Although Lawrence neurosurgeon Ariel F. Abud’s academic path into medicine was mandated by his father, his choice of neurosurgery and his devotion to art through his Abud Family Foundation for the Arts are his own.
Abud grew up in the small city of Masaya, Nicaragua. When he was in seventh grade, his father, Alfredo,who was in the import-export business, sent him to boarding school in the capital, Managua. After that, despite his son’s interest in being a politician, his father sent him to Mexico City to study medicine.
At that time, Nicaragua’s president was Anastasio “Tachito” Somoza. “Nicaragua had a lot of political problems because of Somoza,” Abud said. “My father wanted all of his children out of Nicaragua and sent them all to study medicine in New Mexico.”
And indeed, out of a family of one brother, one sister, four half-brothers, and two half-sisters, six became physicians, including his brother Alfredo R. Abud Ortega, who is a vascular surgeon in Princeton. While in medical school, Abud, who liked to write poetry and read literature, found his way to art via Mexico City’s many galleries and evening openings. “They always invited you to look at the art and talk to the artist,” he said. “You can spend a whole year in Mexico City and go to a different museum every day.”
Artists he is particularly fond of are Diego Rivera and David Alfaro Siquieros. Abud explains his admiration of Siquieros, who fought in the Mexican Revolution: “He never gave away his principles…I was very interested in his art, because his art was directed to the people in general.”
Eventually he began to accumulate art. Whenever he traveled to Mexico, he says, “every time I found a nice piece of art, I bought it.” Janet, he notes, particularly likes sculpture.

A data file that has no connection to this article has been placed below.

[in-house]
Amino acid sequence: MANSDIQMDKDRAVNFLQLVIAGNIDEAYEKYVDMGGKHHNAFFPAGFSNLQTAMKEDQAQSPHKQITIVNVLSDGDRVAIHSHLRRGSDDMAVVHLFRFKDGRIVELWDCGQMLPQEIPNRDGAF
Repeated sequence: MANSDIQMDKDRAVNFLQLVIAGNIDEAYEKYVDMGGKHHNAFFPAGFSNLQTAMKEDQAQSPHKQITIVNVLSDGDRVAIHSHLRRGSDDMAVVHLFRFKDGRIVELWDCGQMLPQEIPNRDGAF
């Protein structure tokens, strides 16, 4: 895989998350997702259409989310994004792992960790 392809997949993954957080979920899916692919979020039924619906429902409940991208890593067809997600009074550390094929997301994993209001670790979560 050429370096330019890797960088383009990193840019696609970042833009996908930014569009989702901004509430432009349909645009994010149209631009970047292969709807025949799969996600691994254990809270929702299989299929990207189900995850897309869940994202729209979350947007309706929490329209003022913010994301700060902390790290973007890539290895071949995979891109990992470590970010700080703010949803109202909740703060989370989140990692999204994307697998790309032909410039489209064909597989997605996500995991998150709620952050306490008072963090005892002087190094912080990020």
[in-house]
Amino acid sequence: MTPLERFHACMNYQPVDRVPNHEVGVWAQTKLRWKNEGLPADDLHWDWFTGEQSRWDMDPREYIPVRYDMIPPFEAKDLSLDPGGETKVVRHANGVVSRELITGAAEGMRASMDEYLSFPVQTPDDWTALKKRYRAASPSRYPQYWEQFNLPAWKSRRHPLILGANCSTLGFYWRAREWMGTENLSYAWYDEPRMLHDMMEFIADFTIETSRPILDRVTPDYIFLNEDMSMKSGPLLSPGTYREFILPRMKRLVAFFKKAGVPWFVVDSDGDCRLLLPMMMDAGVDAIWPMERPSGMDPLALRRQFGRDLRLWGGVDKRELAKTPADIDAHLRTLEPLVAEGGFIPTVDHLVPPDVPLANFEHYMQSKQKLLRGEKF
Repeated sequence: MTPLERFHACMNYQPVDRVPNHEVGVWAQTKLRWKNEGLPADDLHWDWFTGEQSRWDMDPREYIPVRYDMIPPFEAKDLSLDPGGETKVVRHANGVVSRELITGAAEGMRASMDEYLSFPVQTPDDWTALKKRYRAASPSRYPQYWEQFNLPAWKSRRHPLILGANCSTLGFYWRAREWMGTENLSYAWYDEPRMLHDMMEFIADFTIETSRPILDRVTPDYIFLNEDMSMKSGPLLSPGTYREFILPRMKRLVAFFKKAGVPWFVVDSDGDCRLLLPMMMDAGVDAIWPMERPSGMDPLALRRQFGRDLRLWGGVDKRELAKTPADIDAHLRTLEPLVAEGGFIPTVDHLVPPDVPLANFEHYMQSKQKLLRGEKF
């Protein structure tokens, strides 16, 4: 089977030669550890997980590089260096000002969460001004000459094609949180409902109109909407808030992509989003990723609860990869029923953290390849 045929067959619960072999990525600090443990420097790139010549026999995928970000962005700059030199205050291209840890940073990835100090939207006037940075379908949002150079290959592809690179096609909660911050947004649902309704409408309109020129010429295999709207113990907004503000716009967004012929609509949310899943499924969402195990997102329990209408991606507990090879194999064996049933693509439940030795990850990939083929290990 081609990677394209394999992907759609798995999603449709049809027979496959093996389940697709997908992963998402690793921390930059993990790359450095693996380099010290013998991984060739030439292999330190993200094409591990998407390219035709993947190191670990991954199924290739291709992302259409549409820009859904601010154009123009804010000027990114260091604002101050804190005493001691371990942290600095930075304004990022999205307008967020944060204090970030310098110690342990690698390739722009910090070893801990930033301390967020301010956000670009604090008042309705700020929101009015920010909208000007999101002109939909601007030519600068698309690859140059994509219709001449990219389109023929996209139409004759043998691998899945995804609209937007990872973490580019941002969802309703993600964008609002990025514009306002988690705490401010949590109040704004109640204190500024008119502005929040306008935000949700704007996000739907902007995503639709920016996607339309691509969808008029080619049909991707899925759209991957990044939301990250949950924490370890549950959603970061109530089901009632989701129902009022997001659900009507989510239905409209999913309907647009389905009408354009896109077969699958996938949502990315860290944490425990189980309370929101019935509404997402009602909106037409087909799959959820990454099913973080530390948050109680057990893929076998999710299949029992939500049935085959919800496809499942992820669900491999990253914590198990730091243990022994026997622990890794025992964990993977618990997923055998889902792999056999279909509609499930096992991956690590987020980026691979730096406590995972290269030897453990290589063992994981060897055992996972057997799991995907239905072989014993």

Abud met his wife, Janet, in April 1965, during an internship in Toronto required for medical students; they married in July and have been married 52 years. In 2002, once their children were leaving home, the couple decided to establish the Abud Family Foundation for the Arts. “Since there so many upcoming artists in Mexico, Latin America and Spain, we give an opportunity to young artists to be exposed here,” he explains. “The main purpose was to bring upcoming Ibero-American art, but we are also interested in local artists.”
Three or four times in the last seven years, they have invited Lawrence High School seniors to exhibit their work in their gallery in the building next door to Abud’s medical office, which was specially designed as a contemporary display space.
For artists from places like Madrid, Mexico City, Lima, Cuba, Puerto Rico and Nicaragua, the foundation pays for transporting the art back and forth, an airplane ticket for the artist, and accommodations the day of the opening and the next day. “Their obligation is to donate one painting to the gallery,” Abud says. “Whatever they sell is theirs; if they don’t sell, we send back the paintings.”
He tries to buy one or two paintings in any case “so they don’t have to take them all back home.” On average, the foundation invites three to five artists per year.
‘Since there are so many upcoming artists in Mexico, Latin America and Spain, we give an opportunity to young artists to be exposed here.’